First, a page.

Want to plug into some cool music from Japan? J-List sells Apple's iTunes Japan Music Cards, which happen to be the only way to buy songs from the iTunes Store in Japan unless you have a credit card with a billing address here (and even I don't have one of those). The Japan iTunes Store is chock full of great J-POP and other music, with songs priced at only 150 or 200 yen per track. The cards come in 2500, 5000 and 10,000 yen varieties, can be used with the iTunes you've already got installed on your Mac or PC, and music purchased is compatible with all iPods, including the new ones Apple just announced.

For fans of our 2007 calendars, it may surprise you that we have ... more calendars! Our staff has been hard at work releasing the rest of the fantastic large-format calendars that are printed exclusively for the Japanese market. Today we've posted some great new items for preorder, including popular anime calendars (Rozen Maiden, the new Kanon anime, Aria The Natural), oh-so-cute idols (Sayaka Ando, Kana Tsugihara, Momoko Komachi), fun calendars for kids, and even some sizzling calendars that will keep you warm this winter. Why not browse our extensive selection of 2007 calendar preorder items right now?

Monday, September 11, 2006

More ways we foreigners can save Japan, all about "Nihonjinron" and superstitions about death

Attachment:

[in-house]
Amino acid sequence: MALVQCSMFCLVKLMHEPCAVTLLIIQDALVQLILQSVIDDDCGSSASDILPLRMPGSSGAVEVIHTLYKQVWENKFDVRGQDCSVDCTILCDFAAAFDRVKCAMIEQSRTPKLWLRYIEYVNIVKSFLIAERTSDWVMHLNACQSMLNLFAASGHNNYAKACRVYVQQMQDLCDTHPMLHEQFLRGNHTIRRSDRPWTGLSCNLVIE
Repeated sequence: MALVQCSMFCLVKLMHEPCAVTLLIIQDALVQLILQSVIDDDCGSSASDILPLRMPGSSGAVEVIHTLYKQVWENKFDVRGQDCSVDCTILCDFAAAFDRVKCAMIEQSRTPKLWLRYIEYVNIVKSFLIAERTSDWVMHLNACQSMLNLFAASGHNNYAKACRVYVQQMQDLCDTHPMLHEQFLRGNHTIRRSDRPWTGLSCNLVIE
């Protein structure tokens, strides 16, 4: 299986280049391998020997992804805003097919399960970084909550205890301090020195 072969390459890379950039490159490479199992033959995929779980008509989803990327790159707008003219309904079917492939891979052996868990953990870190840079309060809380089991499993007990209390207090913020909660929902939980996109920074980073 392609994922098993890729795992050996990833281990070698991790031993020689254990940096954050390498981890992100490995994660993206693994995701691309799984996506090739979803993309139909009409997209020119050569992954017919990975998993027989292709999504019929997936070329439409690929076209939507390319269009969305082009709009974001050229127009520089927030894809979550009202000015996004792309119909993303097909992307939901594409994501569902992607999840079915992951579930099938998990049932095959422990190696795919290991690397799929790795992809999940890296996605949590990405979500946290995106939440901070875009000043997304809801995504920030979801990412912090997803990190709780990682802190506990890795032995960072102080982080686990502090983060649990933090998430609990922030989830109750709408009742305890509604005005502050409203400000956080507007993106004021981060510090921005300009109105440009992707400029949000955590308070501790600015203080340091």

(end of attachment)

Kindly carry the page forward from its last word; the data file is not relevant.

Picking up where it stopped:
Last time I put forth the idea that perhaps one solution to Japan's birth rate woes might lie in international marriage, that encouraging Japanese of both genders to consider marrying people from other countries might add something to Japan's somewhat homogeneous society and reverse the population decline. Gaijin males do have a reputation for being a lot more romantic than their Japanese counterparts, and a certain segment of female society seems to yearn for these qualities in a partner, sometimes desperately. Back when I was teaching ESL, it was my job to work with graduating high school students who were going off to study in the U.S. One of my female students had a hilarious book on how to avoid being mislead by blue-eyed, smooth-talking Americans who were likely to compliment a girl on how pretty she was (which is never done here), causing her to melt into his potentially less-than-virtuous arms like so much butter. Just as gaijin-husband Japanese-wife couples are known for being more "love-love," meaning more romantic, I'm pretty sure that couples with Japanese husbands and foreign wives tend to have the same altered dynamic. There's a weekly show on called My Wife is a Foreigner, which follows the lives of married couples in which the wife is from outside Japan. (Like many aspects of contemporary Japanese life, the show is heavily influenced by the American sitcom classic Bewitched, go figure.) In one episode, a Japanese man had married a Ukrainian woman, and the show explored how they raised their kids with both languages, how their meals differed from the average Japanese family's, and how the couple got along with each other when the kids were in bed and the wine was chilled.